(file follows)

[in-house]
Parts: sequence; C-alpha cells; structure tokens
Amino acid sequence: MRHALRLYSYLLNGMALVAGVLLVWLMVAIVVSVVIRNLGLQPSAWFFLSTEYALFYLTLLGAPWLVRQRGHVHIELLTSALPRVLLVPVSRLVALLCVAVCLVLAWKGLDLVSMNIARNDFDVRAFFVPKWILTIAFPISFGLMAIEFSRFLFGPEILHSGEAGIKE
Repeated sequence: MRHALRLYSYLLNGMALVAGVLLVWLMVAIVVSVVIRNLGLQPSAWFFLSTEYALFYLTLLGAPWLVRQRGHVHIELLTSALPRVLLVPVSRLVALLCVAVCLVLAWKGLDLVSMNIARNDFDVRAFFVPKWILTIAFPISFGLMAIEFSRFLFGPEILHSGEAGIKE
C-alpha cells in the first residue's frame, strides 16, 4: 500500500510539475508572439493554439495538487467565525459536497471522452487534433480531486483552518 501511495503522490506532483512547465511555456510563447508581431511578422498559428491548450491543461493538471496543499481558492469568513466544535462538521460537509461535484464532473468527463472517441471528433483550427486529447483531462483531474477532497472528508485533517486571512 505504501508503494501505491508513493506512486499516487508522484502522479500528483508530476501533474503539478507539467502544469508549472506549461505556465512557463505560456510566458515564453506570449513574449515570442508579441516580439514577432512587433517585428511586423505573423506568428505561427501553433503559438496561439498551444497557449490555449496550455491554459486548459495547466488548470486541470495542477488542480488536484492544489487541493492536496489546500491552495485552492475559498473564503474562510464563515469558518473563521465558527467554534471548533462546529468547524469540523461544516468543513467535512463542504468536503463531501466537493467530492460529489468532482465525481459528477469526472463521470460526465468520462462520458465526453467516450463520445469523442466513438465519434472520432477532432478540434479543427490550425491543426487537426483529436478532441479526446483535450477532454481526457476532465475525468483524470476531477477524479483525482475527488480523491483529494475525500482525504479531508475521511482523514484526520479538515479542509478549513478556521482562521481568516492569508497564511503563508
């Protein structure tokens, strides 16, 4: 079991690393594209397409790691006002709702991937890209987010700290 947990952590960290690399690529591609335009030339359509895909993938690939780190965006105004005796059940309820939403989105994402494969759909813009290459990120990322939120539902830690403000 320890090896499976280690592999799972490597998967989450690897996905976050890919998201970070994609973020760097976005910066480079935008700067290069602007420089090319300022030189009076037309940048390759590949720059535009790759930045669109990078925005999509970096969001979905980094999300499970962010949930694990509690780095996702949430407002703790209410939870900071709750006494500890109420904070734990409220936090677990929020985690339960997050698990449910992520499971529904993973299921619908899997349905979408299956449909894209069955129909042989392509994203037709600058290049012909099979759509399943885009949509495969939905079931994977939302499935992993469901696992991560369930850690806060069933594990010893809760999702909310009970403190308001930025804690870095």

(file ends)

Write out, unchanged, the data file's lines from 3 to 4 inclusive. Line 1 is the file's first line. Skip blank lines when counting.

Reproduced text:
Amino acid sequence: MRHALRLYSYLLNGMALVAGVLLVWLMVAIVVSVVIRNLGLQPSAWFFLSTEYALFYLTLLGAPWLVRQRGHVHIELLTSALPRVLLVPVSRLVALLCVAVCLVLAWKGLDLVSMNIARNDFDVRAFFVPKWILTIAFPISFGLMAIEFSRFLFGPEILHSGEAGIKE
Repeated sequence: MRHALRLYSYLLNGMALVAGVLLVWLMVAIVVSVVIRNLGLQPSAWFFLSTEYALFYLTLLGAPWLVRQRGHVHIELLTSALPRVLLVPVSRLVALLCVAVCLVLAWKGLDLVSMNIARNDFDVRAFFVPKWILTIAFPISFGLMAIEFSRFLFGPEILHSGEAGIKE